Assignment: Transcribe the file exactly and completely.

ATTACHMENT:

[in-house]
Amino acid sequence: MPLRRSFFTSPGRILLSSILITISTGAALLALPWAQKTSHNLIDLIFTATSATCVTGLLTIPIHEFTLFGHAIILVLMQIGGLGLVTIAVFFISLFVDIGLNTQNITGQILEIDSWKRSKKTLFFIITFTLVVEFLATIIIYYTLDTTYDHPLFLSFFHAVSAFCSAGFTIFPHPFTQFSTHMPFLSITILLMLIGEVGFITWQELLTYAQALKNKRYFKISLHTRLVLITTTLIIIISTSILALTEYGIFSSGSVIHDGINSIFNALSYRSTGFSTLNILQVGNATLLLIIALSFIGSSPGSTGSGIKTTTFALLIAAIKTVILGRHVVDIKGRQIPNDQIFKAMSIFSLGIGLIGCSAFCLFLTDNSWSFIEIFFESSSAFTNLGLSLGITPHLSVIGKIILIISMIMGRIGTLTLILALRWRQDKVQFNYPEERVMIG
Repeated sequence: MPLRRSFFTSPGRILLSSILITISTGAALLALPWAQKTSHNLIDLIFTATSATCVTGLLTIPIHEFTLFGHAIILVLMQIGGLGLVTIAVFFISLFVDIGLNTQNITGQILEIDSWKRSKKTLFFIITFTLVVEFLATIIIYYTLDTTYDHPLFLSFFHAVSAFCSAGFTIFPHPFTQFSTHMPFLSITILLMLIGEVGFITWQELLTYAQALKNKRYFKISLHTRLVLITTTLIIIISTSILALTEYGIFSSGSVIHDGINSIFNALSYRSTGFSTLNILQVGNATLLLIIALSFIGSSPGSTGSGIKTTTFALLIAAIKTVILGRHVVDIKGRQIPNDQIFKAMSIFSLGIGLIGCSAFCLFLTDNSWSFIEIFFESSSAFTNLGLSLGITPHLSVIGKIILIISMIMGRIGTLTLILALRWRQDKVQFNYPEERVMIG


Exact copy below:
[in-house]
Amino acid sequence: MPLRRSFFTSPGRILLSSILITISTGAALLALPWAQKTSHNLIDLIFTATSATCVTGLLTIPIHEFTLFGHAIILVLMQIGGLGLVTIAVFFISLFVDIGLNTQNITGQILEIDSWKRSKKTLFFIITFTLVVEFLATIIIYYTLDTTYDHPLFLSFFHAVSAFCSAGFTIFPHPFTQFSTHMPFLSITILLMLIGEVGFITWQELLTYAQALKNKRYFKISLHTRLVLITTTLIIIISTSILALTEYGIFSSGSVIHDGINSIFNALSYRSTGFSTLNILQVGNATLLLIIALSFIGSSPGSTGSGIKTTTFALLIAAIKTVILGRHVVDIKGRQIPNDQIFKAMSIFSLGIGLIGCSAFCLFLTDNSWSFIEIFFESSSAFTNLGLSLGITPHLSVIGKIILIISMIMGRIGTLTLILALRWRQDKVQFNYPEERVMIG
Repeated sequence: MPLRRSFFTSPGRILLSSILITISTGAALLALPWAQKTSHNLIDLIFTATSATCVTGLLTIPIHEFTLFGHAIILVLMQIGGLGLVTIAVFFISLFVDIGLNTQNITGQILEIDSWKRSKKTLFFIITFTLVVEFLATIIIYYTLDTTYDHPLFLSFFHAVSAFCSAGFTIFPHPFTQFSTHMPFLSITILLMLIGEVGFITWQELLTYAQALKNKRYFKISLHTRLVLITTTLIIIISTSILALTEYGIFSSGSVIHDGINSIFNALSYRSTGFSTLNILQVGNATLLLIIALSFIGSSPGSTGSGIKTTTFALLIAAIKTVILGRHVVDIKGRQIPNDQIFKAMSIFSLGIGLIGCSAFCLFLTDNSWSFIEIFFESSSAFTNLGLSLGITPHLSVIGKIILIISMIMGRIGTLTLILALRWRQDKVQFNYPEERVMIG